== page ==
Played this scenario with a friend today and below are our findings.
The bad news is that in our view it is yet another unbalanced scenario. It's virtually impossible to lose for a somewhat skilled player playing the Russians. The good news is that a few very minor changes can fix this. It is just a shame that the designers don't pick up on these things before publishing them. I don't really have a problem with a scenario that you've played for ten times to then find out that one side is slightly favoured over the other, but in the case of too many TOI scenarios it only takes a few ROUNDS of play to see that it's not balanced.
So what makes the scenario unbalanced? Basically three things:
1.) The Russians have way too much time to achive their objective (10 rounds), which gives them more than enough time to pin/disrupt or simply destroy or route the German defenders thereby opening a path along with the sixteen required figures can easily be exited off the map.
2.) Elite formations op card coupled with no restrictions against combined fire. The best the German can do cover wise against an attack of say 3 regular squads combining fire with the lead unit throwing as many as 8 dice and the two other ones 2 each for a grand total of 12 dice against a maximum possible cover of 3 or 4 (woods + medic and woods + officer+ elite respectively). A guaranteed kill. As I said, since there's no time pressure for the Russians they can easily repeat this over several rounds to eliminate all the opposition.
3.) The balkas not slowing down the Russians at all with the offical movement cost of 1 even when crossig them sideways.
So what are the solutions?
1.) Reduce the number of rounds to 6 or 7.
2.) Use the massive confusion op card for the Russians. (negates combined fire). It also seems to fit right in judging by the scenario description.
3.) Use the balka rules described in a related thread. At the very least do something about the way they DO NOT impede movement. We used the houserule that a unit must stop when entering or exiting a balka unless it comes from or moves to an adjacent balka hex. This slows the Russians down at least somewhat.
I have the idea that the rules used for dropping the paratroopers ( the way artillery fire works along with a possible drift) are intended to have a few units land off the board (which would mean that they enter on the round that equals the result of the black die in case of drift). However, this is quite easy to avoid just by NOT setting up the target hexes on the edge of the board. Played the first two rounds solo once and by doing it this way only one landed off board and when playing the entire scenario with my freidn today not a single unit landed off the board. This ensures that ALL Russian units can contribute their firepower and that none need to hurry up to catch up in order tgo possibly make it off the map fulfilling the victory conditions.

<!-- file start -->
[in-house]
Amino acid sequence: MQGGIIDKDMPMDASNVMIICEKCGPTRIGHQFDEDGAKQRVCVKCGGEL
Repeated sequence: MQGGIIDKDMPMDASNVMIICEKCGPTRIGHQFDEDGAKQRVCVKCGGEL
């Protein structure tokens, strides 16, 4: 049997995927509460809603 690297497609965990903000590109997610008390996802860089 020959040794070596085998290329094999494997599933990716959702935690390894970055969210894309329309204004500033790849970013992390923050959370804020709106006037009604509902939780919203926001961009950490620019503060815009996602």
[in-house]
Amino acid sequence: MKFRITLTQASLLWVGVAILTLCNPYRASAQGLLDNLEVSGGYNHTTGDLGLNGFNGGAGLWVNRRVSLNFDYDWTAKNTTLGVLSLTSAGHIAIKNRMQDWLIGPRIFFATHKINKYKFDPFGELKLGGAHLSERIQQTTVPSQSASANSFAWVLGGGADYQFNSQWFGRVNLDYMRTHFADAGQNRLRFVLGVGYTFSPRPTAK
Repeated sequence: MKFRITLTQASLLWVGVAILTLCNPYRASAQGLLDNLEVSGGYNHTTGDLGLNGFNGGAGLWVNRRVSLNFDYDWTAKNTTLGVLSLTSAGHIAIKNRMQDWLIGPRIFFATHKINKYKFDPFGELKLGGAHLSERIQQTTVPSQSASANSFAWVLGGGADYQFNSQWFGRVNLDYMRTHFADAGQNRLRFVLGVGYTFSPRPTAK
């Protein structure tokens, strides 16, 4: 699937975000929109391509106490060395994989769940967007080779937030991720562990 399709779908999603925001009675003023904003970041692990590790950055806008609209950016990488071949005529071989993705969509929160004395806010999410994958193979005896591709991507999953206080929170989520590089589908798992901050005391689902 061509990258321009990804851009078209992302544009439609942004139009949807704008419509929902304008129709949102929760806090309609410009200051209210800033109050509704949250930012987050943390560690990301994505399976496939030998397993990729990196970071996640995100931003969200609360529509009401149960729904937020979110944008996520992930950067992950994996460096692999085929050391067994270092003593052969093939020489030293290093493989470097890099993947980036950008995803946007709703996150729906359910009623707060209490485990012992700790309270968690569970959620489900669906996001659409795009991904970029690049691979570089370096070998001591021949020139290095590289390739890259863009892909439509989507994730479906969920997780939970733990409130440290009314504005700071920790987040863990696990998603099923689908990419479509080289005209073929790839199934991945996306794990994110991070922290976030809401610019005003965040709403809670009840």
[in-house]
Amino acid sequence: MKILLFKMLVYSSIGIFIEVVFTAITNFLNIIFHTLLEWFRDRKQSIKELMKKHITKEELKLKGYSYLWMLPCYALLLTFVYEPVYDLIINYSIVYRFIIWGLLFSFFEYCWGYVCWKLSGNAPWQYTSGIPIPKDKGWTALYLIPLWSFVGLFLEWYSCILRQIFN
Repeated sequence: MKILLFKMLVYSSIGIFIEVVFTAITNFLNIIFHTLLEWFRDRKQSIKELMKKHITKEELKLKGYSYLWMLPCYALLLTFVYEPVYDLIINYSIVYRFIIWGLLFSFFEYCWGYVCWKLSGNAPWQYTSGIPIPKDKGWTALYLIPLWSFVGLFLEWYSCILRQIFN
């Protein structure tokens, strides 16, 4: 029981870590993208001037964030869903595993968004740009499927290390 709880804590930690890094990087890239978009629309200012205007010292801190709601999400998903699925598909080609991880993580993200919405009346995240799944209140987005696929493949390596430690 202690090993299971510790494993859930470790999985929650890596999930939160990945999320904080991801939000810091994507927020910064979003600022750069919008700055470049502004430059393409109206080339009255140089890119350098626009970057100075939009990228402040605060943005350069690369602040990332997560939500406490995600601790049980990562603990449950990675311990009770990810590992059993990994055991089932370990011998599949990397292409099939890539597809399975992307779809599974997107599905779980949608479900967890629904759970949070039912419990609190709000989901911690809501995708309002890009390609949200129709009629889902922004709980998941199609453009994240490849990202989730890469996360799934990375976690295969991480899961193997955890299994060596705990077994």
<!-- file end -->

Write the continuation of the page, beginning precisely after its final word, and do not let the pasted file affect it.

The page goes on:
I'll play it again someday soon with the massive confusion op card for the Russians and 6 rounds of play. We'll keep on using the balka rules as described above and in a more detailed way in the thread called "Paradrop at Kanev and balkas". This should make for a much closer scenario.
Three more ideas that came up:
1.) Give the Germans the morale deck along with or instead of the ground support deck.
2.) Have both sides bid in how many rounds they expect to be able to fulfil the scenario's victory conditions for the Russians. the player with the lowest bid gets to play the Russians. If he manages to win within the number of rounds mentioned, he wins. Otherwise he doesn't. Obviously if only this change is used any other changes would not necessarily be required.
3.) Add a German engineer squad to each division. They might come in handy building entrenchments to provide some additional cover, which is sorely needed foir the Germans a spointed out above.
Two more final general observations: after about 5 rounds or so the Russian reinforcement deck becomes obsolete. Any units placed would never be able to make it off the map, nor will they be able to put in any significant weight in the battle. Also, it might make for a more closelyt contested initiative if the German command objective were worth 3 points rather than two. In our game the Russians were constantly able to win initiative if they wanted it badly enough since they constantly had one more command point available.
Final conclusion: unbalanced scenario but with potential.